On the night of April 17, 1945, Allied planes dropped 111 bombs on the Burghers’ Brewery in Pilsen, Czechoslovakia, destroying much of the birthplace of pilsner, the world’s most popular beer style and the best-selling alcoholic beverage of all time. Still, workers at the brewery would rally so they could have beer to toast their American, Canadian, and British liberators the following month.
It was another twist in pilsner’s remarkable story, one that started in a supernova of technological, political, and demographic shifts in the mid-1800s and that continues in the craft breweries of today. Tom Acitelli’s Pilsner: How the Beer of Kings Changed the World tells that story.
Pilsner shatters myths about pilsner’s very birth and about its immediate parentage. Acitelli, author of the craft beer history The Audacity of Hops and the James Beard finalist American Wine, also pops the top on new insights into the pilsner style and into beer in general through a character-driven narrative that shows how pilsner influenced everything from modern-day advertising and marketing to today’s craft beer movement.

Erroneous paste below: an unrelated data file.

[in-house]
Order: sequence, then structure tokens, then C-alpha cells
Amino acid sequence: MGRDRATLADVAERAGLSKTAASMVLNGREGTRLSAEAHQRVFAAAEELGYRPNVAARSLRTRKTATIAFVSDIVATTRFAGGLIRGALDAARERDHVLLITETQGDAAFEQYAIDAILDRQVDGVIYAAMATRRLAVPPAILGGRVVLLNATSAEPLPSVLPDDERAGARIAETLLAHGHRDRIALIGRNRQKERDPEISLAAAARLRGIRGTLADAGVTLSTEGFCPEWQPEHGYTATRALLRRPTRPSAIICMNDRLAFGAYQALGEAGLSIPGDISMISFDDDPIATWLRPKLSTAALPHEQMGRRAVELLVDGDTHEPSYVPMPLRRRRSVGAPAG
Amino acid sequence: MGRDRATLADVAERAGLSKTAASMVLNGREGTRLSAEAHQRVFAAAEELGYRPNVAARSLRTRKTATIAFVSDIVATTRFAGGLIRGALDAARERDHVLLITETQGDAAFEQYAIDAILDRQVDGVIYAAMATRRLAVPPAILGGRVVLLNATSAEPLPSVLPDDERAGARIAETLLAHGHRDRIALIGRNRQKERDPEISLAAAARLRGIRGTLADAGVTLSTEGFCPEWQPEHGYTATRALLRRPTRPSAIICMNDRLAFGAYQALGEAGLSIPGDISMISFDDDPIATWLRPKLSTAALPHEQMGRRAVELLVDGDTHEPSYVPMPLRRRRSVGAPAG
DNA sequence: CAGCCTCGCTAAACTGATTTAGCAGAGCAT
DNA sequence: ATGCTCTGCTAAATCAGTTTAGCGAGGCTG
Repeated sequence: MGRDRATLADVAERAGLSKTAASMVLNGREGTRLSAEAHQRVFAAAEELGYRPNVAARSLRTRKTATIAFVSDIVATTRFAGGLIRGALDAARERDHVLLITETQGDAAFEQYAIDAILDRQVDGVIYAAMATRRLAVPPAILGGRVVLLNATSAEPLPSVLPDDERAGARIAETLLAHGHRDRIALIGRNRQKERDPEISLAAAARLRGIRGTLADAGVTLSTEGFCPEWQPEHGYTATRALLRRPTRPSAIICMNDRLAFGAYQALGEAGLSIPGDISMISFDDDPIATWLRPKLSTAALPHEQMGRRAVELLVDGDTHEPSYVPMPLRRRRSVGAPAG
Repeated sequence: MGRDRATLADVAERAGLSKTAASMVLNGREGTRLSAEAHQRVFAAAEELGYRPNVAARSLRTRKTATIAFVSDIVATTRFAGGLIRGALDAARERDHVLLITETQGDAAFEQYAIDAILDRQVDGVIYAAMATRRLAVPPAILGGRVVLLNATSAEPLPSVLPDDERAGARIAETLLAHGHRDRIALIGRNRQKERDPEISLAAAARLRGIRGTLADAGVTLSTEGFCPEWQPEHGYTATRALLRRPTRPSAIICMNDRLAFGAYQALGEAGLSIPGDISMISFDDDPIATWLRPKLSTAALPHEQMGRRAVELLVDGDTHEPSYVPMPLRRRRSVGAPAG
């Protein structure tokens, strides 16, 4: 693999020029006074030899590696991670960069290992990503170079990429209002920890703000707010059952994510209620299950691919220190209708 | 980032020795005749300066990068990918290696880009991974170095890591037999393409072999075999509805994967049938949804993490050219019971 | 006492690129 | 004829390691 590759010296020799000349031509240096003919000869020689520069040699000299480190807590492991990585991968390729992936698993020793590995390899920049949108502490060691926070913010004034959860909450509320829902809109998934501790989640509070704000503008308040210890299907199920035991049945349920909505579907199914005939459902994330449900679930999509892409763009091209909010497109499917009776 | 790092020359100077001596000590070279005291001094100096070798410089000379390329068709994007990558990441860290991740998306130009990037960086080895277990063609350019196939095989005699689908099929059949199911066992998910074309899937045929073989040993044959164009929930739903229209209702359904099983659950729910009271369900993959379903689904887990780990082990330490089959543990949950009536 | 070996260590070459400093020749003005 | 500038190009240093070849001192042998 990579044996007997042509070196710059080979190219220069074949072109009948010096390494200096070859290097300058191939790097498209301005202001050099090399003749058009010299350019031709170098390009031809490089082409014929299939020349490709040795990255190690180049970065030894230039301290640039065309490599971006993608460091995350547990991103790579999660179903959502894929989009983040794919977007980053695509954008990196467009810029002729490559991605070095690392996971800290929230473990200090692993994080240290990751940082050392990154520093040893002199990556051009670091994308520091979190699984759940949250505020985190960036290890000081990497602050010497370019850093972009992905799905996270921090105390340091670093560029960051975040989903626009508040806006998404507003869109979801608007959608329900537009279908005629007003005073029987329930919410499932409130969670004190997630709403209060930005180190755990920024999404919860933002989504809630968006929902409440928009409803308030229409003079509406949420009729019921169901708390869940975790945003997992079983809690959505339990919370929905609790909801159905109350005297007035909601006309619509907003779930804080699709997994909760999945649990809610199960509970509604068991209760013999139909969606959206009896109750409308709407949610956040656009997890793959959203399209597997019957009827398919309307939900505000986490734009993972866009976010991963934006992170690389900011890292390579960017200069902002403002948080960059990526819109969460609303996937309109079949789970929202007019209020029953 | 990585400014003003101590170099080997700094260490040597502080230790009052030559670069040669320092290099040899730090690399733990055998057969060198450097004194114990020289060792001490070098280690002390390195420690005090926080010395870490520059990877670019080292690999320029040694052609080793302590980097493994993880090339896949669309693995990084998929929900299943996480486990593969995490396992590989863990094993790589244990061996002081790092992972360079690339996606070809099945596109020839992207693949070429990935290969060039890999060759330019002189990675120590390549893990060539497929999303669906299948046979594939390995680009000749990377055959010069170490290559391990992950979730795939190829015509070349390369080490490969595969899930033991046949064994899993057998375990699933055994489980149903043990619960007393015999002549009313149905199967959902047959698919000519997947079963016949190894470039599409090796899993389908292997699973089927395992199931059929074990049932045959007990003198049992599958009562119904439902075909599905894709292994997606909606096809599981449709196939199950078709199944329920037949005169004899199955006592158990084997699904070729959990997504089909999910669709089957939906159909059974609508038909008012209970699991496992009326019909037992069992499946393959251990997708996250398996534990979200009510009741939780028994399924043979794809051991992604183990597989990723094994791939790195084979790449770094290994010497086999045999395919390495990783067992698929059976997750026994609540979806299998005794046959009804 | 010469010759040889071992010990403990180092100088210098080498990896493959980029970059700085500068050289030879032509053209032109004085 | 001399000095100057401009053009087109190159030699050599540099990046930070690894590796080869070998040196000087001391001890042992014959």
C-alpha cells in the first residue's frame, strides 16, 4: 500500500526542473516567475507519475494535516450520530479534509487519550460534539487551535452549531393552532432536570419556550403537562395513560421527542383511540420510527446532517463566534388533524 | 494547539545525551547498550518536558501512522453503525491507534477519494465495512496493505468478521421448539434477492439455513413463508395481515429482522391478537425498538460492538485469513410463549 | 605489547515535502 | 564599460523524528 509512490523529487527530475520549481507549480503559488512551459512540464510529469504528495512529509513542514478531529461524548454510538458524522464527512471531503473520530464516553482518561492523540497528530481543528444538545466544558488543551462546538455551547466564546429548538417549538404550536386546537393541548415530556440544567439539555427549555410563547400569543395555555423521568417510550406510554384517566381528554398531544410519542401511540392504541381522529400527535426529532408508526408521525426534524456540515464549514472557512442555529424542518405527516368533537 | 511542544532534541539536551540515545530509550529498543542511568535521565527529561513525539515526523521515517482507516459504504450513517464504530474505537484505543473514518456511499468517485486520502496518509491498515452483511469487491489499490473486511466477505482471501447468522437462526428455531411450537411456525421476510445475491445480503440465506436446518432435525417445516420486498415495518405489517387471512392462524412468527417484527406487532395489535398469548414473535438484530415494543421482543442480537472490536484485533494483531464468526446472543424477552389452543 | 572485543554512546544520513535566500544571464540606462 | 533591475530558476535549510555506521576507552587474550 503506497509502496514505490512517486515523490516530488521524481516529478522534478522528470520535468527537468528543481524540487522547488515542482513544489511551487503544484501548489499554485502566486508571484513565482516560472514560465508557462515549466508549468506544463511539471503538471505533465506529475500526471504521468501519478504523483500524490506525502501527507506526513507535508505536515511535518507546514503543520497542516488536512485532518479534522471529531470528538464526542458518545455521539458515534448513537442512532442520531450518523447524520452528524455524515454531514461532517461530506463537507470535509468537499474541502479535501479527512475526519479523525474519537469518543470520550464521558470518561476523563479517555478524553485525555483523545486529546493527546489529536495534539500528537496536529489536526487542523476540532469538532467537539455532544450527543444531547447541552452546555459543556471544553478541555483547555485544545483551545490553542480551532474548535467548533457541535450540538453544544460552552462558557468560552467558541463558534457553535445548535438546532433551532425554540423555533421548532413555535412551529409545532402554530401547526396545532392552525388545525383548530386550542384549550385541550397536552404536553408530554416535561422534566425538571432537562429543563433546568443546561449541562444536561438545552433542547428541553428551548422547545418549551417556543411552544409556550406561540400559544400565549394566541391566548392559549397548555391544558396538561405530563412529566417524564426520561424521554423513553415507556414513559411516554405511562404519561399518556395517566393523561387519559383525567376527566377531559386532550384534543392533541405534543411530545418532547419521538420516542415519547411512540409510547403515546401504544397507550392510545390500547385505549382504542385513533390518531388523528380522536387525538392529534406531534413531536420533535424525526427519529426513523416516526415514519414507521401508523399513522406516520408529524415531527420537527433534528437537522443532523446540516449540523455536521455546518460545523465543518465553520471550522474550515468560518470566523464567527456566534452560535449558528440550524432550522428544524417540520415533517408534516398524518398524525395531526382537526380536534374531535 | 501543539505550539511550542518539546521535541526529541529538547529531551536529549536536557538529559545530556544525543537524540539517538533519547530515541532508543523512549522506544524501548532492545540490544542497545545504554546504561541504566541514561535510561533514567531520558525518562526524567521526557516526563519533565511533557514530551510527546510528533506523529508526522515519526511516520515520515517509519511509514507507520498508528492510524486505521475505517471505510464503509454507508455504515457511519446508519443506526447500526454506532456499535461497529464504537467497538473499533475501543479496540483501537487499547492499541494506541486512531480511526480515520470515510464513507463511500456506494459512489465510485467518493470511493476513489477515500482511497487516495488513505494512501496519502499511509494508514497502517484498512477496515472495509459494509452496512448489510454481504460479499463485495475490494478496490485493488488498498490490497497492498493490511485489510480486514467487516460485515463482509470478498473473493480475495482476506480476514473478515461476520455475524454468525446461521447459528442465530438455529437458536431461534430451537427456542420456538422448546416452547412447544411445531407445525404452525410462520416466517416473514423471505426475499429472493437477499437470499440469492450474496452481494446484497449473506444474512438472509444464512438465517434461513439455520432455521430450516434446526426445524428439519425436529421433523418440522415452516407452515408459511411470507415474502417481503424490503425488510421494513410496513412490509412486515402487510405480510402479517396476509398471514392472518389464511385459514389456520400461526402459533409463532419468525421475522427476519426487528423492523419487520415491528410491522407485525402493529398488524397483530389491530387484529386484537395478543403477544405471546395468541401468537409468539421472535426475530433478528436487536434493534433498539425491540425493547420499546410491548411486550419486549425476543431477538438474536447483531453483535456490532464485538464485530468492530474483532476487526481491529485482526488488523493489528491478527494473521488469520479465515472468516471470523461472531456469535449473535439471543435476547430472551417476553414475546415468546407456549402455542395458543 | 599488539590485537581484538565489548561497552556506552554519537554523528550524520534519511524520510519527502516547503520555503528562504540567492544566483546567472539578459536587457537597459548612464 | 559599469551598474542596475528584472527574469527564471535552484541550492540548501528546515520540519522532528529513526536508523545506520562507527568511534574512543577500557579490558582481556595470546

“Pilsner, the book, is just like pilsner, my drink: Bright, crisp, bubbly, fun, golden, and easy to knock back.” —Meathead, author of the New York Times Best Seller Meathead, The Science of Great Barbecue And Grilling
“Effervescent and informative … This chronicle will intoxicate both beer nerds and history buffs.”—Publishers Weekly
“Acitelli’s confident, precise approach produces an entertaining narrative.” —Kirkus Reviews
“Expertly crafted from deep knowledge and sharp insight, Pilsner: How the Beer of Kings Changed the World finishes light, refreshing, and deeply satisfying. It’s a lot like my favorite beer style, pilsner! Well done, Tom Acitelli.” —Bill Covaleski, founder and brewmaster, Victory Brewing Company
“Tom Acitelli tells the vibrant story of the world’s most beloved (and misunderstood) beer style. The characters, passions, and flavors of lagers and pilsners get the respect- ful treatment they deserve from an author regarded as one of beer’s great historians. As complex and satisfying as a helles lager, this informative and enjoyable book is one to help you appreciate where beer came from and is today.” —John Holl, author of The American Craft Beer Cookbook and host of the “Drink Beer, Think Beer” podcast